Like so many little girls in Potomac, MD, I grew up surrounded by horses. We did not own horses, but we knew who did. And horse owners were always glad to share (well, show off) their horses. If you were lucky, you got up close and some you got to ride. Either way, it was a luxury. You see, these beautiful creatures were athletes, and expensive animals to own and maintain. Potomac was an elite suburb of Washington, DC and horse owners were of a certain class of society. Definitely upper class and horses were a pastime like golf was to the country club set.
For me, it was the elegance of their mane, their flowing tail, and athleticism that drew my attention. I watched in awe as these magnificent athletes marched within the grounds, entered the arena and then performed their various patterns of twists and turns and circles upon circles, with nary a sound to be heard from the audience. And then, it was over. They were walked back to their trailers and flew away.
What just happened? What was that all about? Was there a winner or loser? It seemed a very odd game. And I wondered how the horse felt…was he rewarded or was he punished? Surely it cared about its performance.
I traveled the horse circuit as a young girl with my father, attending any horse show within 25 miles of home on any and every weekend possible. My father was in real estate and thus did a lot of property showings on weekends and I found a way to see the horses via his routes. It was my heavenly pleasure to be in the company of horses all weekend, if only from the bleachers of an event.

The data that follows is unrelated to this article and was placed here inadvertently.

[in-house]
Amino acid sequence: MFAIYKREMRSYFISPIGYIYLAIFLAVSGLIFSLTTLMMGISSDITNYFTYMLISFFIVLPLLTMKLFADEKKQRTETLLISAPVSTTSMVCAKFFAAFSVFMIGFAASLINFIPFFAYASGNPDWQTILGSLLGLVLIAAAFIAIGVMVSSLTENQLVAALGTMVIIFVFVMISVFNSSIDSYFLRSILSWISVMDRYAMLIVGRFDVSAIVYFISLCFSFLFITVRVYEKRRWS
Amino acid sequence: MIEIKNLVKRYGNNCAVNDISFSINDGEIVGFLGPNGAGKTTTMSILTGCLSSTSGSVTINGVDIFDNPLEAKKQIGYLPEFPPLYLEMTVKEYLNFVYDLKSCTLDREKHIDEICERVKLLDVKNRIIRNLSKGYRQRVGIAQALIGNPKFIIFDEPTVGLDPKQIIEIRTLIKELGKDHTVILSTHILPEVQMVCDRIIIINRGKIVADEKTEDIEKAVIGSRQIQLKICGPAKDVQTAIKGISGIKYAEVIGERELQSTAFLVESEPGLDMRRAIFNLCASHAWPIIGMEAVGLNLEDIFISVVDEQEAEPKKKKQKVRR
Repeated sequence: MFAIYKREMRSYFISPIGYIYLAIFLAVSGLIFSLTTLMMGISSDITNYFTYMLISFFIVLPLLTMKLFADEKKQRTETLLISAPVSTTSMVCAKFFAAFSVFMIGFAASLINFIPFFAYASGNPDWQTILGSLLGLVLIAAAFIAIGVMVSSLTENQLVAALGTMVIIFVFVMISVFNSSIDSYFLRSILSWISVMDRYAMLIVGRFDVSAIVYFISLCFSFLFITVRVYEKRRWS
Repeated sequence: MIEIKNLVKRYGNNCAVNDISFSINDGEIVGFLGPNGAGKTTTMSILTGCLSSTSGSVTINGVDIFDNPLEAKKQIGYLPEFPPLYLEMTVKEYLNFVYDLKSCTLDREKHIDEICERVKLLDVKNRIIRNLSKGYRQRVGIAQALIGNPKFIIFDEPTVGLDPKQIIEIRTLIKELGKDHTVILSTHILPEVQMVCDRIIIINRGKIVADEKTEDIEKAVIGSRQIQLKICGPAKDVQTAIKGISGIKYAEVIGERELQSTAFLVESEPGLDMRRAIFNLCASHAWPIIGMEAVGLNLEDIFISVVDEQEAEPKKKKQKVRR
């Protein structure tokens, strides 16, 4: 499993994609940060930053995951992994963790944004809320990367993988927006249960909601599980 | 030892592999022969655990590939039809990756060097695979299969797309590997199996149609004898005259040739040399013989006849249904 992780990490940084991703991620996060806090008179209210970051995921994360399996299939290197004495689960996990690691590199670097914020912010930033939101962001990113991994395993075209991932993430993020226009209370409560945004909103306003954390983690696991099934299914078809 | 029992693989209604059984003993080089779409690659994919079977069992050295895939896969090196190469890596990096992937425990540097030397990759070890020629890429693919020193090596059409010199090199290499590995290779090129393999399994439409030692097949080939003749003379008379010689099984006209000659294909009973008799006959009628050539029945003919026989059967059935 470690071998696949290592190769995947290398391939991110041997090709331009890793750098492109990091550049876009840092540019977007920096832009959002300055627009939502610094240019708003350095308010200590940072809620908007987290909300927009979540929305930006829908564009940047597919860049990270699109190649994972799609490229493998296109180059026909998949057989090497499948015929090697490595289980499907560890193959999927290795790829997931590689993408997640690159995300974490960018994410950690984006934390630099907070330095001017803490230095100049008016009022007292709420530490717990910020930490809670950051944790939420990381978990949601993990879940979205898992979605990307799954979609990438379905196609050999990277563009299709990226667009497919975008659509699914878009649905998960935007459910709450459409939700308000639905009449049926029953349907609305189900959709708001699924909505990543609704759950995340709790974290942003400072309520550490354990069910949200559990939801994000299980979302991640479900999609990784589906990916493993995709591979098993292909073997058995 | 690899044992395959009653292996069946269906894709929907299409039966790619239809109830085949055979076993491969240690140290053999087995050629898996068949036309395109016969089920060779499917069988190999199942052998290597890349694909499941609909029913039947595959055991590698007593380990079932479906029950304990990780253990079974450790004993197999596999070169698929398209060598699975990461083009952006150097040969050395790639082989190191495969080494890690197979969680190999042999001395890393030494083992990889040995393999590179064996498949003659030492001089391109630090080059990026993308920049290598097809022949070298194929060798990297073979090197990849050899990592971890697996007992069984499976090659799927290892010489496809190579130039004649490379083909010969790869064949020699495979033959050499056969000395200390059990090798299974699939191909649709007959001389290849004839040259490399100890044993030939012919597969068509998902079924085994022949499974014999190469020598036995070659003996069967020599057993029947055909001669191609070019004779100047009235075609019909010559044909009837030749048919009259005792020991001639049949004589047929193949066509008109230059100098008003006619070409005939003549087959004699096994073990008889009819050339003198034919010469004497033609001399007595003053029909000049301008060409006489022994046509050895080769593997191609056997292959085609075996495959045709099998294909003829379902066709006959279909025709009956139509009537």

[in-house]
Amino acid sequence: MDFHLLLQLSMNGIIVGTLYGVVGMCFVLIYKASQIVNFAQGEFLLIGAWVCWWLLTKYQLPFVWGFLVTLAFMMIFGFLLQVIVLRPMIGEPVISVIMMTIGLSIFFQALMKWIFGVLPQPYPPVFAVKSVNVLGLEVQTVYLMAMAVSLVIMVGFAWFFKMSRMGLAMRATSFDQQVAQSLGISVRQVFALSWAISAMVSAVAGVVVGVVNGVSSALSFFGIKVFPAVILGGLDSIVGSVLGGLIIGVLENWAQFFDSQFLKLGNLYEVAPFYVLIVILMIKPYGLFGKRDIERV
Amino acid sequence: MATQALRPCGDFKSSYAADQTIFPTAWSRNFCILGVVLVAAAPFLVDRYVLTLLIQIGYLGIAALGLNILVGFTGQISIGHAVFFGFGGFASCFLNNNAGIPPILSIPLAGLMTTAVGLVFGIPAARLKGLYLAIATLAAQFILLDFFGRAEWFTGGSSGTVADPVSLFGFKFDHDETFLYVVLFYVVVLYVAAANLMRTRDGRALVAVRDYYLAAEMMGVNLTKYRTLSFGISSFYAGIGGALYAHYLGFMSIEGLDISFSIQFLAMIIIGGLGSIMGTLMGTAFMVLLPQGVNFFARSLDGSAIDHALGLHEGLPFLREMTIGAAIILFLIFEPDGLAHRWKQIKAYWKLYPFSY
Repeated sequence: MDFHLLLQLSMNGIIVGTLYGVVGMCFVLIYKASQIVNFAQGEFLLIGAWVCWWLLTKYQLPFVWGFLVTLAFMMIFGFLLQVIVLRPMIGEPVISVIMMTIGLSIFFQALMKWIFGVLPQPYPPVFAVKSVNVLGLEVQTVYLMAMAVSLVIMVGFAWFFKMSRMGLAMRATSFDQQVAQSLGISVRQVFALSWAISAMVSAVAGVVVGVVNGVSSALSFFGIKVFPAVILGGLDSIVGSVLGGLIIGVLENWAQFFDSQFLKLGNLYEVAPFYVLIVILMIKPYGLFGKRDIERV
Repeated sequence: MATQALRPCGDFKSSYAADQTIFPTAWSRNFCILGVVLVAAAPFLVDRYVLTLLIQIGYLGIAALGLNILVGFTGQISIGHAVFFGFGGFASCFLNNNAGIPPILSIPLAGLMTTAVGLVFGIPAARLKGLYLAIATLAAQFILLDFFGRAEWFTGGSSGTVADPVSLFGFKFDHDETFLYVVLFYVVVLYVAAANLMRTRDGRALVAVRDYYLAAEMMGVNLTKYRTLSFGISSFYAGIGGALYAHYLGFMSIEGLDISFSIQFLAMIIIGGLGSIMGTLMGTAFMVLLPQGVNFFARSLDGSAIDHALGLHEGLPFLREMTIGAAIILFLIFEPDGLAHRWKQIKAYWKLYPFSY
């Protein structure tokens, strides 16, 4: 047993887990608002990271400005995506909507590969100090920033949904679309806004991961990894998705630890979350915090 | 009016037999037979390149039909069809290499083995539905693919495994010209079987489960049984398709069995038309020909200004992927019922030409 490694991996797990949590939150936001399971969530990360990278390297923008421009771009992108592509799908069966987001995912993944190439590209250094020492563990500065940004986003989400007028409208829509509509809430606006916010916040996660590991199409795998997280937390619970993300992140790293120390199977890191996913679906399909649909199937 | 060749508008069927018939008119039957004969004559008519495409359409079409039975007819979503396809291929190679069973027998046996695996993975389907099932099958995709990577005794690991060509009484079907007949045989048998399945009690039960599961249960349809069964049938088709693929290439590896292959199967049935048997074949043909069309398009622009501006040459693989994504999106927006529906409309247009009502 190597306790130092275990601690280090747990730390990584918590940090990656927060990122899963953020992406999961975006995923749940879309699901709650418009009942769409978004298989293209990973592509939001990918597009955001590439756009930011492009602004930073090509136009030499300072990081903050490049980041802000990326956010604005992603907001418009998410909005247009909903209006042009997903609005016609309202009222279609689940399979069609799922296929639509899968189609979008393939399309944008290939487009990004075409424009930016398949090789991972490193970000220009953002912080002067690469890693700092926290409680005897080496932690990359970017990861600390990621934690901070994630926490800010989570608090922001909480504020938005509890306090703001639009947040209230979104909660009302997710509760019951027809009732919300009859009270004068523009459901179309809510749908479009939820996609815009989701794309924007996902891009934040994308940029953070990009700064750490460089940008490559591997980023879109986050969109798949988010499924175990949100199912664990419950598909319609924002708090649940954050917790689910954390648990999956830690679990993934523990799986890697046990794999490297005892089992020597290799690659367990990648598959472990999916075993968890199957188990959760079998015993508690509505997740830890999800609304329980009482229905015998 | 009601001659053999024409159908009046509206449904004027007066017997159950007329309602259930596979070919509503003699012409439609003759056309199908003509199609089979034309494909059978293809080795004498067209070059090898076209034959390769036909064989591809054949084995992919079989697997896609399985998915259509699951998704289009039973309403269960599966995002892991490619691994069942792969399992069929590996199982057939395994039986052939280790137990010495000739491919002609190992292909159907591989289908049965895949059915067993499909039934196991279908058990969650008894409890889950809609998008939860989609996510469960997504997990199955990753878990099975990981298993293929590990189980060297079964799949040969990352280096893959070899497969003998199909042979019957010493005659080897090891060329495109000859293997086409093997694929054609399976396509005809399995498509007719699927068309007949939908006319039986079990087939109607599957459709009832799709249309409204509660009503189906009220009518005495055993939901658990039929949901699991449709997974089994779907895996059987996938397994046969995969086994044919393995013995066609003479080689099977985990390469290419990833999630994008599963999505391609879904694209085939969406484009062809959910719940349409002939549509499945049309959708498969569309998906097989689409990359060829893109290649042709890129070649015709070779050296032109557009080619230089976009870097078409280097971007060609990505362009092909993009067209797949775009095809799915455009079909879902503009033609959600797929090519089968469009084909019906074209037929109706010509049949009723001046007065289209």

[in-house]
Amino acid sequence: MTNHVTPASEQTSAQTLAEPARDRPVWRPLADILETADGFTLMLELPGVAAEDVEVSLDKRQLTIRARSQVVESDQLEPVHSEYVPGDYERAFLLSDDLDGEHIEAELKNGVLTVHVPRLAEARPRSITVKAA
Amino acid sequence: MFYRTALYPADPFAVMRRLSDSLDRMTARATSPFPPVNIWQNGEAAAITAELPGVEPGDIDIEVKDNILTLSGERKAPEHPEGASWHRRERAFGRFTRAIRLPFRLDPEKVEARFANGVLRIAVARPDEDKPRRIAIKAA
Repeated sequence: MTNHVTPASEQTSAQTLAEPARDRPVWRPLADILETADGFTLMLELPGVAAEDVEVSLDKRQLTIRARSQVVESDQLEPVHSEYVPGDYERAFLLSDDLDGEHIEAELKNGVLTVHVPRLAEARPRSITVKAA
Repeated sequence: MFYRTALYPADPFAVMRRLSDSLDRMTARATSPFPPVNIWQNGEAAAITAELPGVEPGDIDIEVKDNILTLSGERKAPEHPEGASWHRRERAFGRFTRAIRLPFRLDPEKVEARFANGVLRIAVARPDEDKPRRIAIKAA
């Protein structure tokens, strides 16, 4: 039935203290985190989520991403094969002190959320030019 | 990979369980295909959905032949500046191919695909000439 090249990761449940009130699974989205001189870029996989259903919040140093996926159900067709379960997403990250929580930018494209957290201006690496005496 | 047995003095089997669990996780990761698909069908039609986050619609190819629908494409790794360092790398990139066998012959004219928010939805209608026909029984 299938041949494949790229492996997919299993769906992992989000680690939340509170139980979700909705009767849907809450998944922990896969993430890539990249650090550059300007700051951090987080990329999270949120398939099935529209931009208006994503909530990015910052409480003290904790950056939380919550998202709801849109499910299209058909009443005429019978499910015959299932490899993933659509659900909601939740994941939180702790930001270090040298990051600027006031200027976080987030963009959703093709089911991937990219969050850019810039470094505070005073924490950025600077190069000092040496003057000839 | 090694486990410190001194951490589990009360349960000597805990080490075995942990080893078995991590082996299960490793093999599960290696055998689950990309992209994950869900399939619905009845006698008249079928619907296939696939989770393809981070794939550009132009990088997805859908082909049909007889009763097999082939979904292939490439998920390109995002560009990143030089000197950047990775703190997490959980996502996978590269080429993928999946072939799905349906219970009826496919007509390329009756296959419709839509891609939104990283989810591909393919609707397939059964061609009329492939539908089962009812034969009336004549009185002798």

In my high school years, I was fortunate enough to have the opportunity to take lessons with an instructor who ran a show barn. My mother had made a connection in the horse world and paid for me to get lessons. I was ecstatic to be finally able to be with horses and learn the art of horseback riding. Once a week, I drove the 30 minutes to the show barn, and made my way to the stables where my instructor quickly looked me over and decided I was wishful thinking. I guess blue jeans and turtleneck were not the attire she had expected. Without a word, I was motioned to tack up a small horse and bring it to the main arena. Mind you, I had learned the fine art of tacking up a horse many years ago at summer camp. I was ready in a flash and in that arena ready to learn. I was a quick study, much to my instructor’s dismay. My clothes were not first class but my seat and hands were perfection. Not to mention my rapport with my horse, it was magical.
Some months later, I went to tack up my ride and found a new horse in its stall. Without skipping a beat, I groomed and tacked it up and presented it to the master instructor per our usual routine. After a few rounds of the arena for warm up, we proceeded with a trot along the rail, then down the center line and back to the rail. All at once, the loud speaker came on and I heard a very loud and panicked “STOP”. My equine companion and I were frozen in place and awaited the instructor who came running to the arena and stood there staring at me and the young colt. Her wide eyes had me quite scared and luckily the young horse did not spook! Apparently, my lesson horse of the day was newly broken, just returned from weeks of training and never had a rider on its back. Well, I said, it has now!
My new job was taking the first ride with all the new yearlings. And so it began.